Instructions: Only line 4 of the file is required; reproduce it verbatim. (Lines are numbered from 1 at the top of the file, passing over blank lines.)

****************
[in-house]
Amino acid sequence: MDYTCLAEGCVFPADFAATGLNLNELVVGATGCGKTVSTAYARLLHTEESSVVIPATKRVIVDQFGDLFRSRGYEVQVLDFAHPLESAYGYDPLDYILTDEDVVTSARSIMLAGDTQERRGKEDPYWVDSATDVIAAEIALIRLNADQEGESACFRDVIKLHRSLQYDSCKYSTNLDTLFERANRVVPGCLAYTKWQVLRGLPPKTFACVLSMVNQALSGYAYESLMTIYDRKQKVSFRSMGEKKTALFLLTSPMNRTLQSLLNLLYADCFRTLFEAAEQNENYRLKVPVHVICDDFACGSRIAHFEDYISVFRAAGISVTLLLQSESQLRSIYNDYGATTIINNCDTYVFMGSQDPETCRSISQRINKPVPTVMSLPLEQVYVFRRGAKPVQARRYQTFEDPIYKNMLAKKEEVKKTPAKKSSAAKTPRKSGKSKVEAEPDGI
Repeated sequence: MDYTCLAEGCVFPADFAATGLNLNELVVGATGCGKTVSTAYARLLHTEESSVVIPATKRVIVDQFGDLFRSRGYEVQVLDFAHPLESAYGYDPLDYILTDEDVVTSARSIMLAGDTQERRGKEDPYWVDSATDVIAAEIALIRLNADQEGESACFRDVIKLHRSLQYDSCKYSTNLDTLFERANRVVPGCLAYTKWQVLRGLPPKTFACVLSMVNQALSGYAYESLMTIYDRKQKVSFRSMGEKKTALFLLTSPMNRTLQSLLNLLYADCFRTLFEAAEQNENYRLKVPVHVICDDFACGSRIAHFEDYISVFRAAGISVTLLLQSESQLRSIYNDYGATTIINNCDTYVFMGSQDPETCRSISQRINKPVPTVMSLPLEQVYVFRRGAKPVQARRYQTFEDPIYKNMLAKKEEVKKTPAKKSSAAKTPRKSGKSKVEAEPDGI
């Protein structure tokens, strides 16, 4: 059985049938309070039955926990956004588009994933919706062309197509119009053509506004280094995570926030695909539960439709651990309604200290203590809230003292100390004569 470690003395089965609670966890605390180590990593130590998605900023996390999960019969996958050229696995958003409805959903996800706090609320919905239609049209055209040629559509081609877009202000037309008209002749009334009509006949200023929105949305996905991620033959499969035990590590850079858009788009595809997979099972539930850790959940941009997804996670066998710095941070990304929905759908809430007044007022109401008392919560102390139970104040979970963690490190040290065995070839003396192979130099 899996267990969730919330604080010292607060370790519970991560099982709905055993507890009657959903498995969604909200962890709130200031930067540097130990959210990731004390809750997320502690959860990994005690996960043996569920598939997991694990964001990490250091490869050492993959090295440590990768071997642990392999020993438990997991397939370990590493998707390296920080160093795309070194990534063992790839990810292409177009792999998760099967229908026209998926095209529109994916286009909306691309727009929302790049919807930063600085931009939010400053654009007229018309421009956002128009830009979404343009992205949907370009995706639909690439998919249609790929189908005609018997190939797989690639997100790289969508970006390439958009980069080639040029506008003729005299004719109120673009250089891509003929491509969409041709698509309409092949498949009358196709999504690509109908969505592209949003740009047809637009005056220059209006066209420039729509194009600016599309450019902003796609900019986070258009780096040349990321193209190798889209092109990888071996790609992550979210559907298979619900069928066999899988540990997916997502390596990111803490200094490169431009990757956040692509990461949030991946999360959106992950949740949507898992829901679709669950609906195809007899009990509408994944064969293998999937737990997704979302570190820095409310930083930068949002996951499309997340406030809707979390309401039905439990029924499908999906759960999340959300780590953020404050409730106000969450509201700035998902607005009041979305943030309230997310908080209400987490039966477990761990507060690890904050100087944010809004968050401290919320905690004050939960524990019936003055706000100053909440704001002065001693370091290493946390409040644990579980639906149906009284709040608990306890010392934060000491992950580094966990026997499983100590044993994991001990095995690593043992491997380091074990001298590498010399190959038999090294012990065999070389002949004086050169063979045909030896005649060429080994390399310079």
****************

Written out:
């Protein structure tokens, strides 16, 4: 059985049938309070039955926990956004588009994933919706062309197509119009053509506004280094995570926030695909539960439709651990309604200290203590809230003292100390004569 470690003395089965609670966890605390180590990593130590998605900023996390999960019969996958050229696995958003409805959903996800706090609320919905239609049209055209040629559509081609877009202000037309008209002749009334009509006949200023929105949305996905991620033959499969035990590590850079858009788009595809997979099972539930850790959940941009997804996670066998710095941070990304929905759908809430007044007022109401008392919560102390139970104040979970963690490190040290065995070839003396192979130099 899996267990969730919330604080010292607060370790519970991560099982709905055993507890009657959903498995969604909200962890709130200031930067540097130990959210990731004390809750997320502690959860990994005690996960043996569920598939997991694990964001990490250091490869050492993959090295440590990768071997642990392999020993438990997991397939370990590493998707390296920080160093795309070194990534063992790839990810292409177009792999998760099967229908026209998926095209529109994916286009909306691309727009929302790049919807930063600085931009939010400053654009007229018309421009956002128009830009979404343009992205949907370009995706639909690439998919249609790929189908005609018997190939797989690639997100790289969508970006390439958009980069080639040029506008003729005299004719109120673009250089891509003929491509969409041709698509309409092949498949009358196709999504690509109908969505592209949003740009047809637009005056220059209006066209420039729509194009600016599309450019902003796609900019986070258009780096040349990321193209190798889209092109990888071996790609992550979210559907298979619900069928066999899988540990997916997502390596990111803490200094490169431009990757956040692509990461949030991946999360959106992950949740949507898992829901679709669950609906195809007899009990509408994944064969293998999937737990997704979302570190820095409310930083930068949002996951499309997340406030809707979390309401039905439990029924499908999906759960999340959300780590953020404050409730106000969450509201700035998902607005009041979305943030309230997310908080209400987490039966477990761990507060690890904050100087944010809004968050401290919320905690004050939960524990019936003055706000100053909440704001002065001693370091290493946390409040644990579980639906149906009284709040608990306890010392934060000491992950580094966990026997499983100590044993994991001990095995690593043992491997380091074990001298590498010399190959038999090294012990065999070389002949004086050169063979045909030896005649060429080994390399310079």